Wednesday, June 2, 2010

Southern Indian Eggplant with Peanut Sauce (and getting even with your family by blogging)

"Bland." My daughter's comment. Everyone nods.

That was the general sense around the table about the moong dal that I made for dinner. (Boiled with diced radishes and broccoli stems, with a tadka of cumin seeds and lots of garlic. The adjective that I would have used would have been "delicate.")

"It's just that the dal you made last week was so spectacular. What happened?" My wife's comment. (Last week was a sambar with plenty of sambar powder, tamarind, and a tadka of mustard seeds, ginger, green chili, hing and urad and chana dal. Of course it had more flavor.)

Harry said "it is kind of bland, dad."

I even asked Andrew, Maya's boyfriend who is staying with us, what he thought of the dinner he said "I have to admit, the dal was kind of bland."

One of the nice things about blogging is that it gives us lay people a taste of what life must be like for real writers. That is, when they get peeved, they can take it out, in writing, on family and friends and even enemies. So after dinner tonight, I told everyone that I was going to blog about it, so I am.

My daughter (the family vegetarian) had some kind of stomach virus a few days ago, but she knew I was making vegetarian Indian food this evening and she said "You know, I'm not feeling 100%, can you make it on the bland side." I had already put plenty of cayenne in the eggplant, so I toned down the dal and the green beans. The beans are not usually spicy, and, ok, the moong dal wasn't spectacular, but it was good, inexpensive, healthy protein. And I am sure that it did her digestive system no violence.

However, I did also make an eggplant dish that I have had in a number of Indian restaurants over the years, first and best in Deva's in Connaught Place in New Delhi, and and it was definitely not bland. At least my wife appreciated it. Usually it is made with the small eggplants and I didn't see any in the market, so I cut up a big one. I adapted the method from Julie Sahni's cookbook Moghul Microwave. Over the years, I have found that many of the recipes in the book actually do better on the stove than in the zapper, but a few, especially eggplant (you can cook it to tenderness without having it break up), okra (when cooked uncovered with some acid it looses its sliminess), and some basmati rice pilafs (slow absorption of liquid by the starch, I think) are made for the microwave. Here is my recipe:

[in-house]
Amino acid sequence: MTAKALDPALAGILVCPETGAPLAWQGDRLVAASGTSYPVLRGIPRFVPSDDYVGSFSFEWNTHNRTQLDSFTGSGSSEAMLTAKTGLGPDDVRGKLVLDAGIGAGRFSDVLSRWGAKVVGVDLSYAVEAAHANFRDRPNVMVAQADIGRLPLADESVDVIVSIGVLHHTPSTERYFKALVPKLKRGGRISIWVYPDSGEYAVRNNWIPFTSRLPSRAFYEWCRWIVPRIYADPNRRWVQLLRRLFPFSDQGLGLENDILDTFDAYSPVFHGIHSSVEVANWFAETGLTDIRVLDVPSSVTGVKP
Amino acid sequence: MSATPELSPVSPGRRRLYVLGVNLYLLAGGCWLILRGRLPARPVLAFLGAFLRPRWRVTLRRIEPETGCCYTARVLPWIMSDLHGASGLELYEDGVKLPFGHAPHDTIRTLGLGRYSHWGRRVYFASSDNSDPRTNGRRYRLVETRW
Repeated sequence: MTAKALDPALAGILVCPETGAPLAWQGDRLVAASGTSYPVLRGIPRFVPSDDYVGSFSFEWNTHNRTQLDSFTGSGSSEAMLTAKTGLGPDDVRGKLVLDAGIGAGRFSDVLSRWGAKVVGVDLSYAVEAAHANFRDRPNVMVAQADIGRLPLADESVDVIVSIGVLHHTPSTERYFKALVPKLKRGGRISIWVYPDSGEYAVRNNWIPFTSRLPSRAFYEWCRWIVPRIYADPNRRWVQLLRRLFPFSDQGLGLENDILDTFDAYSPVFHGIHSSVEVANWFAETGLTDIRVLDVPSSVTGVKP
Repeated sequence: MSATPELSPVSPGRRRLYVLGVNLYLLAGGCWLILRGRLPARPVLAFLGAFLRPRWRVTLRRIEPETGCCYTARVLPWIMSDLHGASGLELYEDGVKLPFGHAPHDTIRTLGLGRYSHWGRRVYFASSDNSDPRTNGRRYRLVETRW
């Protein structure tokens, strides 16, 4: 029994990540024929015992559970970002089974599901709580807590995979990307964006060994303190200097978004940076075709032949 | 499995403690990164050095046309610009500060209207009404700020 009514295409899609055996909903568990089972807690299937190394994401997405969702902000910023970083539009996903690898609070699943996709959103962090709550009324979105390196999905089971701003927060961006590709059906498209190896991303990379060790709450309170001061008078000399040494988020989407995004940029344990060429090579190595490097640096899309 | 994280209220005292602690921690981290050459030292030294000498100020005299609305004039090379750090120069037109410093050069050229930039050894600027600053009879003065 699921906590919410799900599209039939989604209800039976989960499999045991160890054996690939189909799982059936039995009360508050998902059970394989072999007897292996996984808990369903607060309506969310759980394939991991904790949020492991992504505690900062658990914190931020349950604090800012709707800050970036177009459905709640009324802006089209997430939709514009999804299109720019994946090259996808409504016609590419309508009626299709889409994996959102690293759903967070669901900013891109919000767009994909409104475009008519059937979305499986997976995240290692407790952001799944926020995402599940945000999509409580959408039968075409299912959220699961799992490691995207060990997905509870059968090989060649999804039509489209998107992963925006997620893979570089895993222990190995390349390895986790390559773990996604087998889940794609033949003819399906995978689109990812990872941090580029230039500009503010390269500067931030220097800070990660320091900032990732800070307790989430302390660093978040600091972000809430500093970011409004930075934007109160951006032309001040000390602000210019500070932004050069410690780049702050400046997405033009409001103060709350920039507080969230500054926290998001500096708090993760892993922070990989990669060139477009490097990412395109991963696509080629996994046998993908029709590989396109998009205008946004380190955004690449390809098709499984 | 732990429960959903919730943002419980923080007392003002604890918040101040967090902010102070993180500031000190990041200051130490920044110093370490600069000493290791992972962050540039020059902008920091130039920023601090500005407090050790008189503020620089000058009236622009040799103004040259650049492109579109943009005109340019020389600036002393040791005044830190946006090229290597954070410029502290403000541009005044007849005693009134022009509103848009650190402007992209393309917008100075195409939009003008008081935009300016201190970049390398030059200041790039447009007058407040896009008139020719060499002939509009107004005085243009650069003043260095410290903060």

Southern Indian Eggplant with Peanut Sauce

  • 1 large eggplant
  • 2-4 tablespoons light sesame oil (i.e. not the dark East Asian kind)
  • 1 teaspoon cumin
  • 2 teaspoons paprika
  • 1/2 teaspoon salt
  • 1/4 teaspoon turmeric
  • 1/4- 2 teaspoons cayenne, to taste
  • 1/4 cup roasted, unsalted peanuts
  • 1/2 of a can of coconut milk (I used light and it was fine
  • 2 tablespoons tamarind paste (if using concentrate, try 1/2 teaspoon mixed with 2 tablespoons water
  • 1 teaspoon mustard seeds
  • 1 teaspoon urad dal
  • 1 teaspoon chana dal
  • 1/4 teaspoon hing (asafoetida)
  • 10-15 curry leaves, if available
  • 1 or more thinly sliced green chilies
  • 1 inch piece peeled ginger, chopped fine

  1. Slice the eggplant in quarters lengthwise, and then cut into 1/2 inch slices.
  2. Mix together the cumin, paprika, salt, turmeric and cayenne.
  3. Toss eggplant with 1 tablespoon of oil, or spray with vegetable oil spray, and then sprinkle with the mixed spices and toss to coat.
  4. Heat 1 tablespoon oil in a microwave safe casserole in the microwave on high for two minutes.
  5. Remove from the oven and put in the eggplant and spices and toss with the hot oil. Cover, return to the microwave, and cook on high for 4 minutes.
  6. Meanwhile, grind the peanuts to a powder in a spice grinder, blender, or mini chopper -- don't make it into a paste. Mix with the coconut milk and tamarind.
  7. Remove the eggplant, add the liquid mixture, cover, return to the microwave and cook on high for 4 more minutes or until tender.
  8. Make the tadka: Heat the remaining oil in a small skillet. When hot, add the mustard seeds, and when they pop, add the urad and chana dal. Cook until the urad dal just begins to brown.
  9. Add the hing, cook a few seconds, and add the chili and ginger. Cook a minute and then pour the mixture on top of the eggplant and serve.

An easier version: Skip the tadka and just garnish with chopped peanuts, roasted sesame seeds, and chopped coriander. But the tadka is really nice.

Variations: You can do lots with eggplant this way. Sahni just cooks onions with the eggplant and spices from the beginning, and then adds tamarind. Almost any sauce will do. I make a distant cousin of "balado terong," or Indonesian eggplant in a sambal, a red chili sauce. Make the chili sauce by pureeing a sweet red pepper, some hot fresh red peppers (keep the seeds in for heat, unless your daughter tells you to make it "bland"-- green will do in a pinch), a few shallots and a few cloves of garlic. Heat oil in a nonstick skillet and cook it down a bit until it no longer smells raw. Cook eggplant as above, but without the spices, for 4 minutes, add the sauce and cook 4 minutes more. Play around with this. Just don't make it bland.